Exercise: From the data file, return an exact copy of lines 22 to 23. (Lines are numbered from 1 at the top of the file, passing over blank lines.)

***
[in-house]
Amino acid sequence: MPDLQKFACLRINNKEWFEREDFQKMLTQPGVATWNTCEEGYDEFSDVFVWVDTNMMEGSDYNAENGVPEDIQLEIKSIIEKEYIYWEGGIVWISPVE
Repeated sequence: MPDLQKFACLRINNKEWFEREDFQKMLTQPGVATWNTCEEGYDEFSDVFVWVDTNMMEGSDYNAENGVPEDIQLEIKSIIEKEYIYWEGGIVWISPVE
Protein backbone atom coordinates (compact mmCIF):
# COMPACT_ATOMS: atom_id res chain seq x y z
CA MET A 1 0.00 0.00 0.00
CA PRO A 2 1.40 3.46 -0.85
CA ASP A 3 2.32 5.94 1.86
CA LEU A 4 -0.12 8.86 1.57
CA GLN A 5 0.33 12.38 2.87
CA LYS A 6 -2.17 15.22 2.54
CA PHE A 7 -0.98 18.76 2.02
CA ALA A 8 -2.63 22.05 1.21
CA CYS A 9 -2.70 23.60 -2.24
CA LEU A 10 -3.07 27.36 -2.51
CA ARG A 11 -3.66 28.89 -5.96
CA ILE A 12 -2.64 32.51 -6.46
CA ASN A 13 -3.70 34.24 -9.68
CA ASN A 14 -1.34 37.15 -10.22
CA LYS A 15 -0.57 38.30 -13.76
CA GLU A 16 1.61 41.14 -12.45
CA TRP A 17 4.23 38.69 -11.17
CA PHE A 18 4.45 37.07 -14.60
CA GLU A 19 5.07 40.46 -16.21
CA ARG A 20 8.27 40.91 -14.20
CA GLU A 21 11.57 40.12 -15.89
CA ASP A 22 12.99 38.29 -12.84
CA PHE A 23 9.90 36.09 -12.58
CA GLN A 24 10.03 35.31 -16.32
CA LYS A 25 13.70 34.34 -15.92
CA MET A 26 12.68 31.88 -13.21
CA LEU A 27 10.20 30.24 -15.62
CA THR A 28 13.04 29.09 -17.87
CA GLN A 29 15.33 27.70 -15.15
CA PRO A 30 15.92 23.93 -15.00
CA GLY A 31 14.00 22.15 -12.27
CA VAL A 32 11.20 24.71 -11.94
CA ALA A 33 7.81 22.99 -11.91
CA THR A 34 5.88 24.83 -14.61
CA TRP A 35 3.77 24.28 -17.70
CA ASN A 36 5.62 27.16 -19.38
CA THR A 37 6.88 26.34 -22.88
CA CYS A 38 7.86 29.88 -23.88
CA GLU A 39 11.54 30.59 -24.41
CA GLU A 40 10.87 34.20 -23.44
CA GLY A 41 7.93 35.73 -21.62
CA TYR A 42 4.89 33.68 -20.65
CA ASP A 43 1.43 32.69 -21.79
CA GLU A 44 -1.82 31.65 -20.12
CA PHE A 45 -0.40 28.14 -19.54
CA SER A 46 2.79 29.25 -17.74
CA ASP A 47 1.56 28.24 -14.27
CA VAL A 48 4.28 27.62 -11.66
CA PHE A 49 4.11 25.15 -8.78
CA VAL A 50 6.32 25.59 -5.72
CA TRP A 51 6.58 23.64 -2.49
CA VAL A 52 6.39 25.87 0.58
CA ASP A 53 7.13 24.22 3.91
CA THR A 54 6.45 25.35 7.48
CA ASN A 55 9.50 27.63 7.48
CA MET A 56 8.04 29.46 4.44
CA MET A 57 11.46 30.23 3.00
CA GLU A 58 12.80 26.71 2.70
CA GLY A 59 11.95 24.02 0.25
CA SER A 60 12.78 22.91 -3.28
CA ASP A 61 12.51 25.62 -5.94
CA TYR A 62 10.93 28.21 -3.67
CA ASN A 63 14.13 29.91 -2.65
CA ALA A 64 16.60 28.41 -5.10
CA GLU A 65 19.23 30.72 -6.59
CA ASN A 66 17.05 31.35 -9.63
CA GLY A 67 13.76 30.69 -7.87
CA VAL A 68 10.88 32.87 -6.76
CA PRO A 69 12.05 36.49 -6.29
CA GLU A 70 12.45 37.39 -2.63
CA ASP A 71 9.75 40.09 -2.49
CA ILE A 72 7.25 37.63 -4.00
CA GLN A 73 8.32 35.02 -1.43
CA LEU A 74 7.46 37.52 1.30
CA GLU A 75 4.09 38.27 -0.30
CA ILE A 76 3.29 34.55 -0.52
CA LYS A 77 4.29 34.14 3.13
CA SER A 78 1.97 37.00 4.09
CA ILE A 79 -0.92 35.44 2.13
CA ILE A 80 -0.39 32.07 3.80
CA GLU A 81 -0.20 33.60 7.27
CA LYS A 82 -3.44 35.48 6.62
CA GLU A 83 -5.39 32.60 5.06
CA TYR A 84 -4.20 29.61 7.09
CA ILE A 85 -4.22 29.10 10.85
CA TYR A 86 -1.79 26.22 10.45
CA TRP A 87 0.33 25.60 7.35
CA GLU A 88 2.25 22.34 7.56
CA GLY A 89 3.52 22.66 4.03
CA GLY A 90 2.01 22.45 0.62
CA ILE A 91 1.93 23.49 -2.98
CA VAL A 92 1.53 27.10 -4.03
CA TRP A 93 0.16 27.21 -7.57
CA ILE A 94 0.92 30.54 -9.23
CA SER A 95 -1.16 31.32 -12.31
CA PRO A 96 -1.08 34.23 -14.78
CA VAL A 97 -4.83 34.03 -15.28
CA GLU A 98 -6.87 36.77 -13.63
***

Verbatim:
CA TRP A 17 4.23 38.69 -11.17
CA PHE A 18 4.45 37.07 -14.60